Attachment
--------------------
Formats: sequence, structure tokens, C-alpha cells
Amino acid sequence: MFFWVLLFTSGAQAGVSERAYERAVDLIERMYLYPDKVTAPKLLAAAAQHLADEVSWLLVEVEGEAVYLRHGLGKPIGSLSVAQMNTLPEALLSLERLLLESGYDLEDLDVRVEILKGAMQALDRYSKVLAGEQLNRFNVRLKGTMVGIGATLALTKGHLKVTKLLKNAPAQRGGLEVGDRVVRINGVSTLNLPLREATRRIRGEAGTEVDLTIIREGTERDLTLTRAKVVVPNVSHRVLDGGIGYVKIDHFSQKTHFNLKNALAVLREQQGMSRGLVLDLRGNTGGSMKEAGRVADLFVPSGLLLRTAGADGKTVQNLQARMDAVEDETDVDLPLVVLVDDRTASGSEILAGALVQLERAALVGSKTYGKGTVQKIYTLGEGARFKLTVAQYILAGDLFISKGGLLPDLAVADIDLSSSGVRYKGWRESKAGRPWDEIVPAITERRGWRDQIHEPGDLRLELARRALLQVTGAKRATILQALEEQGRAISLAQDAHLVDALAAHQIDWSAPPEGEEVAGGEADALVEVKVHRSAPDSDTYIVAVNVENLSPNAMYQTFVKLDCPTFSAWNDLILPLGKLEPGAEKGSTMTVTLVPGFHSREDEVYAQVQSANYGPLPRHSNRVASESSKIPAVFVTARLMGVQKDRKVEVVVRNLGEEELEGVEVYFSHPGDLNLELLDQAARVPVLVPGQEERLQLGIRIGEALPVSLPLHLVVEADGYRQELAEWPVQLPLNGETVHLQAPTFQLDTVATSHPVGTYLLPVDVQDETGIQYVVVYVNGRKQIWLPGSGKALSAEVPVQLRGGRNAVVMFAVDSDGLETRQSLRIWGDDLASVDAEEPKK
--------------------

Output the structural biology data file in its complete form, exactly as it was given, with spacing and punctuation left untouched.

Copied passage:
Formats: sequence, structure tokens, C-alpha cells
Amino acid sequence: MFFWVLLFTSGAQAGVSERAYERAVDLIERMYLYPDKVTAPKLLAAAAQHLADEVSWLLVEVEGEAVYLRHGLGKPIGSLSVAQMNTLPEALLSLERLLLESGYDLEDLDVRVEILKGAMQALDRYSKVLAGEQLNRFNVRLKGTMVGIGATLALTKGHLKVTKLLKNAPAQRGGLEVGDRVVRINGVSTLNLPLREATRRIRGEAGTEVDLTIIREGTERDLTLTRAKVVVPNVSHRVLDGGIGYVKIDHFSQKTHFNLKNALAVLREQQGMSRGLVLDLRGNTGGSMKEAGRVADLFVPSGLLLRTAGADGKTVQNLQARMDAVEDETDVDLPLVVLVDDRTASGSEILAGALVQLERAALVGSKTYGKGTVQKIYTLGEGARFKLTVAQYILAGDLFISKGGLLPDLAVADIDLSSSGVRYKGWRESKAGRPWDEIVPAITERRGWRDQIHEPGDLRLELARRALLQVTGAKRATILQALEEQGRAISLAQDAHLVDALAAHQIDWSAPPEGEEVAGGEADALVEVKVHRSAPDSDTYIVAVNVENLSPNAMYQTFVKLDCPTFSAWNDLILPLGKLEPGAEKGSTMTVTLVPGFHSREDEVYAQVQSANYGPLPRHSNRVASESSKIPAVFVTARLMGVQKDRKVEVVVRNLGEEELEGVEVYFSHPGDLNLELLDQAARVPVLVPGQEERLQLGIRIGEALPVSLPLHLVVEADGYRQELAEWPVQLPLNGETVHLQAPTFQLDTVATSHPVGTYLLPVDVQDETGIQYVVVYVNGRKQIWLPGSGKALSAEVPVQLRGGRNAVVMFAVDSDGLETRQSLRIWGDDLASVDAEEPKK